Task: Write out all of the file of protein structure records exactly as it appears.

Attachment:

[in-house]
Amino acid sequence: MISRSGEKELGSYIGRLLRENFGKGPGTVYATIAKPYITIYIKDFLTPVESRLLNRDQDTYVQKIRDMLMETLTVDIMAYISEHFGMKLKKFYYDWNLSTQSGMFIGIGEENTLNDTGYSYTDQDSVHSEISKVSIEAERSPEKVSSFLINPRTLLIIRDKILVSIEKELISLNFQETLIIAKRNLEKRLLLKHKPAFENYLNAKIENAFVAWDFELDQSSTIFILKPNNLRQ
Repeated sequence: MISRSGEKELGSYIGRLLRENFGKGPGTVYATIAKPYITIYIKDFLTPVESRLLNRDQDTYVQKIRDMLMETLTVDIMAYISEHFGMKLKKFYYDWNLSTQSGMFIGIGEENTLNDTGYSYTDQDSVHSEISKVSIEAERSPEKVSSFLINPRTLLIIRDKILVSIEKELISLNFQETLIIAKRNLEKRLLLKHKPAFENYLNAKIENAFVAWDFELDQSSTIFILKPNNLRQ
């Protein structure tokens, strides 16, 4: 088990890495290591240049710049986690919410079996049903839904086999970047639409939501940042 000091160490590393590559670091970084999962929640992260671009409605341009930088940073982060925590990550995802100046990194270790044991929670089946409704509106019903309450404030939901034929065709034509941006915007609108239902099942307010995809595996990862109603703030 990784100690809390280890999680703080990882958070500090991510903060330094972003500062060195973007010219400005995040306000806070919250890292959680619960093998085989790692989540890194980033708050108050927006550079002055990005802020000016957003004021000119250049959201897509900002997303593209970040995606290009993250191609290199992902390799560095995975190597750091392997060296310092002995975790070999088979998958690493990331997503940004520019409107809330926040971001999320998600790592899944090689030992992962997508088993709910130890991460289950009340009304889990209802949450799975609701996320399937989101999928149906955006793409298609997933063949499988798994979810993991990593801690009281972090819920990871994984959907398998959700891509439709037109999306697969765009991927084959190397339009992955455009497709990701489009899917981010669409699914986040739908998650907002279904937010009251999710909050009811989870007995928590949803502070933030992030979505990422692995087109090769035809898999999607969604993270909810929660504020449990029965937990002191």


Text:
[in-house]
Amino acid sequence: MISRSGEKELGSYIGRLLRENFGKGPGTVYATIAKPYITIYIKDFLTPVESRLLNRDQDTYVQKIRDMLMETLTVDIMAYISEHFGMKLKKFYYDWNLSTQSGMFIGIGEENTLNDTGYSYTDQDSVHSEISKVSIEAERSPEKVSSFLINPRTLLIIRDKILVSIEKELISLNFQETLIIAKRNLEKRLLLKHKPAFENYLNAKIENAFVAWDFELDQSSTIFILKPNNLRQ
Repeated sequence: MISRSGEKELGSYIGRLLRENFGKGPGTVYATIAKPYITIYIKDFLTPVESRLLNRDQDTYVQKIRDMLMETLTVDIMAYISEHFGMKLKKFYYDWNLSTQSGMFIGIGEENTLNDTGYSYTDQDSVHSEISKVSIEAERSPEKVSSFLINPRTLLIIRDKILVSIEKELISLNFQETLIIAKRNLEKRLLLKHKPAFENYLNAKIENAFVAWDFELDQSSTIFILKPNNLRQ
């Protein structure tokens, strides 16, 4: 088990890495290591240049710049986690919410079996049903839904086999970047639409939501940042 000091160490590393590559670091970084999962929640992260671009409605341009930088940073982060925590990550995802100046990194270790044991929670089946409704509106019903309450404030939901034929065709034509941006915007609108239902099942307010995809595996990862109603703030 990784100690809390280890999680703080990882958070500090991510903060330094972003500062060195973007010219400005995040306000806070919250890292959680619960093998085989790692989540890194980033708050108050927006550079002055990005802020000016957003004021000119250049959201897509900002997303593209970040995606290009993250191609290199992902390799560095995975190597750091392997060296310092002995975790070999088979998958690493990331997503940004520019409107809330926040971001999320998600790592899944090689030992992962997508088993709910130890991460289950009340009304889990209802949450799975609701996320399937989101999928149906955006793409298609997933063949499988798994979810993991990593801690009281972090819920990871994984959907398998959700891509439709037109999306697969765009991927084959190397339009992955455009497709990701489009899917981010669409699914986040739908998650907002279904937010009251999710909050009811989870007995928590949803502070933030992030979505990422692995087109090769035809898999999607969604993270909810929660504020449990029965937990002191």